How Much Is Too Much?

How Much Is Too Much?

When is caring for people really worth it?
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There have been really difficult times in my life where I feel as if my compassion is a negative quality. I think there are times I’ve cared for people far more than I should have, and I think, ultimately, that can hurt us as people. But how do you know where to draw the line? How do you know if caring for a particular person is going to end up negatively affecting you?

This past year of my life, this topic has been heavy on my heart. I struggle with wanting to be there for people and wanting to love people well. I’m a sympathizer. I feel sorrow for people and their hard times. But when is the care that I have for them too much? It’s too much when it’s hurting you more than it’s helping them. It’s too much when you’re consistently drained, and you can’t get anything back. Despite this, it’s important to care without wanting anything in return—with truly selfless intent—but there are times you NEED to be poured back into, whether it’s by that specific person or even others.

This past year, I learned a lot about that. I learned what it means to truly care, and I learned that it’s easy to care too much for people who don’t receive it. More importantly, I learned that it’s worth caring about people because you just might find somebody who cares for you the same way, and that’s beautiful to me.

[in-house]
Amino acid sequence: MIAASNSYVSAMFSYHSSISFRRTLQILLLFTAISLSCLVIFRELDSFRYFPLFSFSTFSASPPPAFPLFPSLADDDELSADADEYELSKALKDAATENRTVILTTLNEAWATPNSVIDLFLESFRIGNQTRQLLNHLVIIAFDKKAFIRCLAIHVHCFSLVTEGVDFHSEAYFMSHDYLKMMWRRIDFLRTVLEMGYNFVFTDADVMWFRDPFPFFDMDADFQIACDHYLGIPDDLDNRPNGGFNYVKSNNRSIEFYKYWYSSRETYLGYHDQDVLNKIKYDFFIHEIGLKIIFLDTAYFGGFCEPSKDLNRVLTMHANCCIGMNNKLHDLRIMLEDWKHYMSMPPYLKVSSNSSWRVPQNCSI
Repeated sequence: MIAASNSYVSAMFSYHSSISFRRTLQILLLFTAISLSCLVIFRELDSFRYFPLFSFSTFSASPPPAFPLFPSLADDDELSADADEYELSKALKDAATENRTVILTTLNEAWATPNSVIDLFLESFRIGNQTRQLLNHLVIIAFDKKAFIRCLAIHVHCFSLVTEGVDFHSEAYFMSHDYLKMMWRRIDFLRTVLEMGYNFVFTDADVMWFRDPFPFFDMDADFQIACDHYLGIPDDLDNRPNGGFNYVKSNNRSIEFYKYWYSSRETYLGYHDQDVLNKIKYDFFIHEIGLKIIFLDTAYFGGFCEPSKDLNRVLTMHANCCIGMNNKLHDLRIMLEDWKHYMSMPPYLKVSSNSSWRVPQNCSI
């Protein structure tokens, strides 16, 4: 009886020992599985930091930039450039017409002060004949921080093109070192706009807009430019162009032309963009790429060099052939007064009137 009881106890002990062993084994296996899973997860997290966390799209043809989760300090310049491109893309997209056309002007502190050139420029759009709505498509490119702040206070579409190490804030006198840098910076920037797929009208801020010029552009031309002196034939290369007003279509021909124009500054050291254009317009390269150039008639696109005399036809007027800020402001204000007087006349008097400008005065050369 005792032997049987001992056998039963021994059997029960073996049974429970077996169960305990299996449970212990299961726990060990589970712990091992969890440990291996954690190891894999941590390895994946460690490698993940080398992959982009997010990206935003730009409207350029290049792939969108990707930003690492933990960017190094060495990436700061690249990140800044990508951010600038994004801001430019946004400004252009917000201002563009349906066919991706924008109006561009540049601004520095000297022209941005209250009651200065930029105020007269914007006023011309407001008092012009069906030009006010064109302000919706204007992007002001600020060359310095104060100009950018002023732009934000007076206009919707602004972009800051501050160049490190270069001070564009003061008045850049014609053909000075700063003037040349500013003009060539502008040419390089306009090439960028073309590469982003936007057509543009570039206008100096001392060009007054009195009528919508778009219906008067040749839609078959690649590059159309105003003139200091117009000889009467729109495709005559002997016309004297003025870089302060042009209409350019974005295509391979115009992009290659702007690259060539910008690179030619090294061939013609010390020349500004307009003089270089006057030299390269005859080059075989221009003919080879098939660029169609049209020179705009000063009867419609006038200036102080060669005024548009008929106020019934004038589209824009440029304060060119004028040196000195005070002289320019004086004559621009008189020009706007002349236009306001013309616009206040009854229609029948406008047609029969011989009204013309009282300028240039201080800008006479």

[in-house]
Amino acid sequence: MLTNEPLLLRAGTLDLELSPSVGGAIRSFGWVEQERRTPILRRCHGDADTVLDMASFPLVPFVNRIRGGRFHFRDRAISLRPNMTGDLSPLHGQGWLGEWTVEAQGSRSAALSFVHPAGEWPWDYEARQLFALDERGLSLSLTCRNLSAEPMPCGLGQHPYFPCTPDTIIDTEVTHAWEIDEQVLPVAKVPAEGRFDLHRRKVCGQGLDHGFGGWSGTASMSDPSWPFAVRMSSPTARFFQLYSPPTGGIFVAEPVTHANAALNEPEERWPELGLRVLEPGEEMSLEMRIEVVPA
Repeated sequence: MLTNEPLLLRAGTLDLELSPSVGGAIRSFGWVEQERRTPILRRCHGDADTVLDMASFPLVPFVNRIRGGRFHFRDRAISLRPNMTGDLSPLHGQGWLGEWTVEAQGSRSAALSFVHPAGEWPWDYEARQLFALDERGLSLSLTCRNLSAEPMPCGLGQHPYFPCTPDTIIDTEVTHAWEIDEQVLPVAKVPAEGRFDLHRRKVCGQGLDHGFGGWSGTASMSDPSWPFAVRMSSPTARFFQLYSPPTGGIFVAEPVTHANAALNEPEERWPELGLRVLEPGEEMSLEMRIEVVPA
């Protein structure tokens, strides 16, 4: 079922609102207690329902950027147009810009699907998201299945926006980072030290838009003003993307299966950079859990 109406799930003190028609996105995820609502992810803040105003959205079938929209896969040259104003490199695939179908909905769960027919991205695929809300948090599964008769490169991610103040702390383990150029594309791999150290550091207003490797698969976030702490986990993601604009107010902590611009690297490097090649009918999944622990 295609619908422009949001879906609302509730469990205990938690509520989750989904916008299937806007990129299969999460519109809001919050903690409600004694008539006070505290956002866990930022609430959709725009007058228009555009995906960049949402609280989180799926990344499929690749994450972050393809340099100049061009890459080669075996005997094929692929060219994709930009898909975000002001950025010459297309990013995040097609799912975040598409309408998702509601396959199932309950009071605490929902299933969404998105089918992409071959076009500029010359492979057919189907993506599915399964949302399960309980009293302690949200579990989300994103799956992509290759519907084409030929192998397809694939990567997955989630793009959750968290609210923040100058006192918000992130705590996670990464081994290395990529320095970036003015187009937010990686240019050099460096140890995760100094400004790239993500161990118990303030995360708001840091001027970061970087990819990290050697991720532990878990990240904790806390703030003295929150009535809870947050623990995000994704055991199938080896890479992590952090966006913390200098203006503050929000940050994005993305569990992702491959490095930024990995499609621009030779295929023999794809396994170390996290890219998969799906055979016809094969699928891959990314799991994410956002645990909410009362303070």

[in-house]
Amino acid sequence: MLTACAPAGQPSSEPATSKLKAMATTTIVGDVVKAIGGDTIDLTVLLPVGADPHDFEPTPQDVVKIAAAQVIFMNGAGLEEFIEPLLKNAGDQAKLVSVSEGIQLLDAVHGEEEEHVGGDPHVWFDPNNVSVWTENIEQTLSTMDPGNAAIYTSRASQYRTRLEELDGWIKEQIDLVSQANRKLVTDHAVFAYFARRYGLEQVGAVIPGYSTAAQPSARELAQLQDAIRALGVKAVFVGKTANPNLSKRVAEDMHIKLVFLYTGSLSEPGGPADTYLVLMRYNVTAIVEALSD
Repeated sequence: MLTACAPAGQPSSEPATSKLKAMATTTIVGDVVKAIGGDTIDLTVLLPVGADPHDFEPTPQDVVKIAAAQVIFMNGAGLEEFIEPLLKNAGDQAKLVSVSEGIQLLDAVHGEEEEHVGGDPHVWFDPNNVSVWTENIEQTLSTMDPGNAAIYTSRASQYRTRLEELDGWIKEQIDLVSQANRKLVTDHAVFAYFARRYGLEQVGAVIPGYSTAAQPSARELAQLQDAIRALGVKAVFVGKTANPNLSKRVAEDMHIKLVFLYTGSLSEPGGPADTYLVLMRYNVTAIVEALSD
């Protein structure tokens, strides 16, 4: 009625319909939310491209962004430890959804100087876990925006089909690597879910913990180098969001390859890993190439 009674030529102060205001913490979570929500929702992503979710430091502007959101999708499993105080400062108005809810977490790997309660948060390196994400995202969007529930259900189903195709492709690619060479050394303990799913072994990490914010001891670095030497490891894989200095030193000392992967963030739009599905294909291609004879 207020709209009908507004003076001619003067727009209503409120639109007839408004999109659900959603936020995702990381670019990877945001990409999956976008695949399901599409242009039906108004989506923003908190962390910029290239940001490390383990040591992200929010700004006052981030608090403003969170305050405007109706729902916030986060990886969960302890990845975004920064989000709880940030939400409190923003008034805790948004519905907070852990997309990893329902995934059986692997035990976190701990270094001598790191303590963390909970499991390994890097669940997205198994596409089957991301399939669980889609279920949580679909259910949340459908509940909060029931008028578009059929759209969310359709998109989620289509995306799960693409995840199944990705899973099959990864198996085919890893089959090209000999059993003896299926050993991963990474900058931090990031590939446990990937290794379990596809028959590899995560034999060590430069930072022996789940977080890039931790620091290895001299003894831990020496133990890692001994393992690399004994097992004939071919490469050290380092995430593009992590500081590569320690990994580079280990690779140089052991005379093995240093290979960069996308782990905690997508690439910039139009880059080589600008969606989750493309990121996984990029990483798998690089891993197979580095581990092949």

I’ve recently made a friend who has displayed what true friendship means, and it has drastically impacted my friendships to come. I am used to sympathizing with people. It’s something that’s familiar, but that sympathy is usually towards people that have struggled like I have. One day, I was sitting with my friend in the middle of a deli restaurant. He was real with me. He shared what he struggled with, and he explained how it affected him throughout his entire life. Now, this wasn’t something I had any idea about struggling with. This burden was never one that I had to carry, but for the first time, I found myself not only sympathizing but also empathizing. My heart was straight up broken for a person, and I had never experienced that before. But I’m glad I did.

As people, I think a large portion of us have the ability to be solely driven by our emotions. As an INTJ, I am personally more logical, but this situation was different. There are some people who pull on your heart strings. There are some people who are heavy with weight, but I know that true friendship is choosing to carry more weight because you care for that person. While we were at this deli, I was casually crying my eyes out, and I shared the things I had struggled with, too. Not because I felt like I had to, but solely because I wanted somebody to know who I was and where I had been. He didn’t have to sympathize or empathize with me, but he chose to. He chose to speak life into my life. He chose to care, too.

I’ve cared for people too much. Maybe they didn’t have anything to give. Maybe they didn’t care. But it was those feelings and emotions that felt wasted at one point that truly defined what it means to me to truly care. You don’t have to be through all of your problems to be able to pour into people. You don’t have to drop all your weight to carry somebody else’s. Pouring is a choice. Taking a little bit more weight is a choice. Caring is a choice.